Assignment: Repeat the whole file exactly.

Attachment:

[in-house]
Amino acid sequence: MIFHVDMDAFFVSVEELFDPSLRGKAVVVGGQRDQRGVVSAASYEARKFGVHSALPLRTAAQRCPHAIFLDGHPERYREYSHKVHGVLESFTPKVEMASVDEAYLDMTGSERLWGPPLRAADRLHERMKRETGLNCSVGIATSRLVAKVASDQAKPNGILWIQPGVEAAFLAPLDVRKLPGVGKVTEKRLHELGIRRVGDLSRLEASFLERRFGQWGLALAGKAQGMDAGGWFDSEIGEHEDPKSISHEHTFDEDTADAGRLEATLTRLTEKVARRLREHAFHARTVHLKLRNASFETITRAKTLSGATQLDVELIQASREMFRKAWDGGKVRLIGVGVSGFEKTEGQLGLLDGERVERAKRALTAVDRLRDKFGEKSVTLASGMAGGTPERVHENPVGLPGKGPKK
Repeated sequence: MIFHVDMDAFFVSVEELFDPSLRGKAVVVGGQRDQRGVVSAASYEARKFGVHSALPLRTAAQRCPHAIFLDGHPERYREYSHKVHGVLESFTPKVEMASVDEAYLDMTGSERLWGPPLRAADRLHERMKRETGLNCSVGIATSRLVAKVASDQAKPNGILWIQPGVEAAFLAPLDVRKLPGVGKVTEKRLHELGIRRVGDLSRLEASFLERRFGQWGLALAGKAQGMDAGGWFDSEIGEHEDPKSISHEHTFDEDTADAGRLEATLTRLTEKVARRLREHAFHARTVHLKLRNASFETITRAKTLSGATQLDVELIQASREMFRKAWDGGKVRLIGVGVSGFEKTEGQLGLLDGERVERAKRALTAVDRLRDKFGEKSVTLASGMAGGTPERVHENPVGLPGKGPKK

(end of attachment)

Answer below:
[in-house]
Amino acid sequence: MIFHVDMDAFFVSVEELFDPSLRGKAVVVGGQRDQRGVVSAASYEARKFGVHSALPLRTAAQRCPHAIFLDGHPERYREYSHKVHGVLESFTPKVEMASVDEAYLDMTGSERLWGPPLRAADRLHERMKRETGLNCSVGIATSRLVAKVASDQAKPNGILWIQPGVEAAFLAPLDVRKLPGVGKVTEKRLHELGIRRVGDLSRLEASFLERRFGQWGLALAGKAQGMDAGGWFDSEIGEHEDPKSISHEHTFDEDTADAGRLEATLTRLTEKVARRLREHAFHARTVHLKLRNASFETITRAKTLSGATQLDVELIQASREMFRKAWDGGKVRLIGVGVSGFEKTEGQLGLLDGERVERAKRALTAVDRLRDKFGEKSVTLASGMAGGTPERVHENPVGLPGKGPKK
Repeated sequence: MIFHVDMDAFFVSVEELFDPSLRGKAVVVGGQRDQRGVVSAASYEARKFGVHSALPLRTAAQRCPHAIFLDGHPERYREYSHKVHGVLESFTPKVEMASVDEAYLDMTGSERLWGPPLRAADRLHERMKRETGLNCSVGIATSRLVAKVASDQAKPNGILWIQPGVEAAFLAPLDVRKLPGVGKVTEKRLHELGIRRVGDLSRLEASFLERRFGQWGLALAGKAQGMDAGGWFDSEIGEHEDPKSISHEHTFDEDTADAGRLEATLTRLTEKVARRLREHAFHARTVHLKLRNASFETITRAKTLSGATQLDVELIQASREMFRKAWDGGKVRLIGVGVSGFEKTEGQLGLLDGERVERAKRALTAVDRLRDKFGEKSVTLASGMAGGTPERVHENPVGLPGKGPKK